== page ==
the anodic component of the albumines with electrophoresis using 15% gels
in TRIS buffer at pH 8.6 confirm the great quantitative increase of this
fraction introduced by the Hily gene (see also Munck 1972). These studies
were made on single endosperm level from segregating populations, always
with yellow ripe non dried frozen seeds (water content about 40%) to avoid
denaturation effects. No certain qualitative differences could be ascertained.
An extra band in the globulines of the Hiproly and Hily seeds could be
found in the albumines of CI 4362 and normal segregants. Extracts from
single endosperms (table 1) analysed with electrophoresis were confirmed
with amino acid analysis, It was possible by analysing several seeds per
plant to detect normal and high lysine homozygotes as well as heterozygotic
plants (extracts on seed base). A segregation not significant: deviating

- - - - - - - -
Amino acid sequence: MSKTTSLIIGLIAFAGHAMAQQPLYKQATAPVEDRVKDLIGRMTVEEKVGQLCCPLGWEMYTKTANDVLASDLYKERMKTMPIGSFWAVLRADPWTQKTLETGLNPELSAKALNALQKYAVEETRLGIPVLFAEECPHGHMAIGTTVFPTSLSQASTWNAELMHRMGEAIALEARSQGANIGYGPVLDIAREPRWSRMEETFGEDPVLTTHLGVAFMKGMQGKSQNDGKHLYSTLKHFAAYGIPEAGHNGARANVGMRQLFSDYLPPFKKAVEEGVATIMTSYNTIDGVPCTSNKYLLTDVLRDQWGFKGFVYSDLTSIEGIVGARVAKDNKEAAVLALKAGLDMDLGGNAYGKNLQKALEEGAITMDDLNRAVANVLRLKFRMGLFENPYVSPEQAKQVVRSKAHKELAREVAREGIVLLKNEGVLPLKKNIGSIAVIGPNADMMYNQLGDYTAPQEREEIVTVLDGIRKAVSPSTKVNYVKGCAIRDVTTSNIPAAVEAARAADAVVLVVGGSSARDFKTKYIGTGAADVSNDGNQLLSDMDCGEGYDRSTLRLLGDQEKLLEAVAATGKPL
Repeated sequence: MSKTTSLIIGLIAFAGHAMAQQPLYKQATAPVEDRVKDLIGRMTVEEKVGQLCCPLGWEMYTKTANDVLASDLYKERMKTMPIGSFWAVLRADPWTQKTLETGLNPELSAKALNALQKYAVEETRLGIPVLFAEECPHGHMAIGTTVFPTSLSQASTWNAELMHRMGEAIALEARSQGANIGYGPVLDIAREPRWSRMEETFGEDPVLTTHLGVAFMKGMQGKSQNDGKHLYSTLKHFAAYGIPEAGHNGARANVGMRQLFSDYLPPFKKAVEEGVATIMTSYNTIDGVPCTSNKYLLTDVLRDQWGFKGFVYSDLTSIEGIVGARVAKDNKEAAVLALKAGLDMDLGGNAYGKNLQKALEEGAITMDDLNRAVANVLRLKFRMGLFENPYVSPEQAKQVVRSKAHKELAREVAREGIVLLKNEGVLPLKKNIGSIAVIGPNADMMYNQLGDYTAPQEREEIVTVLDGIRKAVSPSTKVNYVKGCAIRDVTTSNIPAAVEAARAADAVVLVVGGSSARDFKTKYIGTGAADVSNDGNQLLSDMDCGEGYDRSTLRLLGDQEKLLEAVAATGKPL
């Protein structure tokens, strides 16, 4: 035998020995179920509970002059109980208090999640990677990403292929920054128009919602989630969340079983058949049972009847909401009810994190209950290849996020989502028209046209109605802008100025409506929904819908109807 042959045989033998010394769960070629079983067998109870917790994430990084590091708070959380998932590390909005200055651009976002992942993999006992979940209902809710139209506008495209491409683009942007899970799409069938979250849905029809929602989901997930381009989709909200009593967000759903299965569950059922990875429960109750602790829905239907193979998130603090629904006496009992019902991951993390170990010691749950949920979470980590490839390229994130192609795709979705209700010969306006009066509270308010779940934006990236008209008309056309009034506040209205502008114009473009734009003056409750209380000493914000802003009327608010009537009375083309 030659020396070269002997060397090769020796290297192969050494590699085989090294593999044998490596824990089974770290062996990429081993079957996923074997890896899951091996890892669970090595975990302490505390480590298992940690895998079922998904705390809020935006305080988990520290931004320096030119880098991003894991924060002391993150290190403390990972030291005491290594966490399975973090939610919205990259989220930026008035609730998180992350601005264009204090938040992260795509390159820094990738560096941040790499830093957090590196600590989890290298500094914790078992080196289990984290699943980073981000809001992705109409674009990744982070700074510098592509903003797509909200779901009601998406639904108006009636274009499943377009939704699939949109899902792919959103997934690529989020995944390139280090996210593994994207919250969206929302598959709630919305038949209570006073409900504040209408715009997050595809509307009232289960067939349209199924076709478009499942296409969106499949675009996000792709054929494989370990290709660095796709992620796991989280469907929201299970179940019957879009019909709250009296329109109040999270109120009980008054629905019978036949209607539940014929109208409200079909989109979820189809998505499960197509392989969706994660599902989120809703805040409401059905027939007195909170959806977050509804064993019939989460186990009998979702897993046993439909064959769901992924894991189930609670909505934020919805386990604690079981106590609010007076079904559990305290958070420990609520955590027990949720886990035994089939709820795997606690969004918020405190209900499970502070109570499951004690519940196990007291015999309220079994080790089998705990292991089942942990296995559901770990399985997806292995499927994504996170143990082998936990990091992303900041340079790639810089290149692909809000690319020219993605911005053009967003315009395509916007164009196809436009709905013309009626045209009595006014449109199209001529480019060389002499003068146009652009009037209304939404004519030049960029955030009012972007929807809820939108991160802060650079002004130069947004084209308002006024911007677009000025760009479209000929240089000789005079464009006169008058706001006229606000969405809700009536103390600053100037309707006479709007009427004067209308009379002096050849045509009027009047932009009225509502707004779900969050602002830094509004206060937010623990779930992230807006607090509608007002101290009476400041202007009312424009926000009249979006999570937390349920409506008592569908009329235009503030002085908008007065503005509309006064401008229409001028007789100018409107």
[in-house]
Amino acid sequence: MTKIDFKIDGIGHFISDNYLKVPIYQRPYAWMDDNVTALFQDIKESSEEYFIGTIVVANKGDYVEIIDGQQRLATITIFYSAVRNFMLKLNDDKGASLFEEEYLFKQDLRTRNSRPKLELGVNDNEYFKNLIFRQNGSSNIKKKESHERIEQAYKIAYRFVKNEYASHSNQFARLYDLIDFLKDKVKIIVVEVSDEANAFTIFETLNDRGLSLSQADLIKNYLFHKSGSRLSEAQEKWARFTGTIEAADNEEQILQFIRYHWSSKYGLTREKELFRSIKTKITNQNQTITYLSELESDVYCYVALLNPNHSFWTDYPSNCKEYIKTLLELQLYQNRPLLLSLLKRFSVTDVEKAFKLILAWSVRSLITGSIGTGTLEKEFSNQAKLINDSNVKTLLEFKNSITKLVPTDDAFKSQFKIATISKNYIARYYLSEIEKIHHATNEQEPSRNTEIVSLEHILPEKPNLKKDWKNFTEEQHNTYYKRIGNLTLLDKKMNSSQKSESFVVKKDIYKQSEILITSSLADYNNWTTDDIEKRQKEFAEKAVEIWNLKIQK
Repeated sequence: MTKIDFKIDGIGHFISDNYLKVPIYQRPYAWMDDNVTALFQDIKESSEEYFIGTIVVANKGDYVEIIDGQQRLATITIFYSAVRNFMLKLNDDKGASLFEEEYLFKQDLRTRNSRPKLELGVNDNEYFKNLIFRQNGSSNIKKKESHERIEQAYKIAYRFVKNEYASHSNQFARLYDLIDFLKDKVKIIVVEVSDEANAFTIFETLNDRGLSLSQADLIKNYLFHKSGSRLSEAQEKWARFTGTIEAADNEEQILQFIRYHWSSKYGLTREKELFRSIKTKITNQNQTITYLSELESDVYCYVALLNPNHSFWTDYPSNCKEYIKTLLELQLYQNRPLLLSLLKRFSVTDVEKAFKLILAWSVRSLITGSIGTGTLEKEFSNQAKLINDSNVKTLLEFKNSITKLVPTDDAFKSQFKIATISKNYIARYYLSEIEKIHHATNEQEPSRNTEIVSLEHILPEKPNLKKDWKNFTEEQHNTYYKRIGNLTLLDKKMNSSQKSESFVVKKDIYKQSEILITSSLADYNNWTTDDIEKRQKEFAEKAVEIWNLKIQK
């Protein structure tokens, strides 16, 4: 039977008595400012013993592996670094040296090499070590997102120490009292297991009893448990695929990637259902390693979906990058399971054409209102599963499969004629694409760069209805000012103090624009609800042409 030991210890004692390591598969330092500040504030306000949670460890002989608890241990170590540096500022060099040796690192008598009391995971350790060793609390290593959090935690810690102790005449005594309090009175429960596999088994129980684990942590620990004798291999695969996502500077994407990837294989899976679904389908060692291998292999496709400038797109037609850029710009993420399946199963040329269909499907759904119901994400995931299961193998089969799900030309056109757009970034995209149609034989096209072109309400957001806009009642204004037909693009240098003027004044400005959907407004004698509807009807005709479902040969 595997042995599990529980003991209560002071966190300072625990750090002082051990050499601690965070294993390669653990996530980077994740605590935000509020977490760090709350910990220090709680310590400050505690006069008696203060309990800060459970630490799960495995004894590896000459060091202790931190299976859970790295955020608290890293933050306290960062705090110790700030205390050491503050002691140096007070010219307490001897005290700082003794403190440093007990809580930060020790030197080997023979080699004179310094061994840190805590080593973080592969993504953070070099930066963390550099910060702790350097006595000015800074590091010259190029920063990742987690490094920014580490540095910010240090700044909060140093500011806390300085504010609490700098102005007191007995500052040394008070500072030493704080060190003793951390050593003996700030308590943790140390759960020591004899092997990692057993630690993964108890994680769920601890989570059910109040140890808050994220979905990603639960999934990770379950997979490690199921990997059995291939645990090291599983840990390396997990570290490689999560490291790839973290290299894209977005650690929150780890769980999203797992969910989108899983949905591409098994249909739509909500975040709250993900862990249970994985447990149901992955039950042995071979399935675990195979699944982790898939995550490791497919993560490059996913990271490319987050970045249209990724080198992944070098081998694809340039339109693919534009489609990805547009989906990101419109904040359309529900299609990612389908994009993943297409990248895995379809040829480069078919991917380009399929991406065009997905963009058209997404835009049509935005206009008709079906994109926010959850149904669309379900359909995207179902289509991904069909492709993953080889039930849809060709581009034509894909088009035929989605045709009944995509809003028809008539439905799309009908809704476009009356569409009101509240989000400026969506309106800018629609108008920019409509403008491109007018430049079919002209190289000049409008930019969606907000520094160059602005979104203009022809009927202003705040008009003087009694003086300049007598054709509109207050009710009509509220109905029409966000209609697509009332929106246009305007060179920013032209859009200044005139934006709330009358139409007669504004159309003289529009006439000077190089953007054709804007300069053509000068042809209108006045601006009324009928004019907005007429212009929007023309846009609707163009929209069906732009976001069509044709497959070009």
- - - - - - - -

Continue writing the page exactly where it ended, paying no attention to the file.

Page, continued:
from 1:3 was found in the F2 generation from the cross Hiproly x Kristina.
The relative strength between different bands varied considerably between
homozygotic high lysine plants indicating the presence of modifiers. It
was also possible to isolate such lines with the DBC method (see table
2). Other amino acid levels changed in the Hiproly barley were also modified
either towards the direction of the normal or Hiproly. These differences
have been confirmed two years with several analyses on single plant and
The DBC screening analysis was tested on 235 F4 lines emerging from
F2 plants homozygotic for the gene according to amino acid analysis. Twelve
low DBC lines were found which were all found to be high in lysine according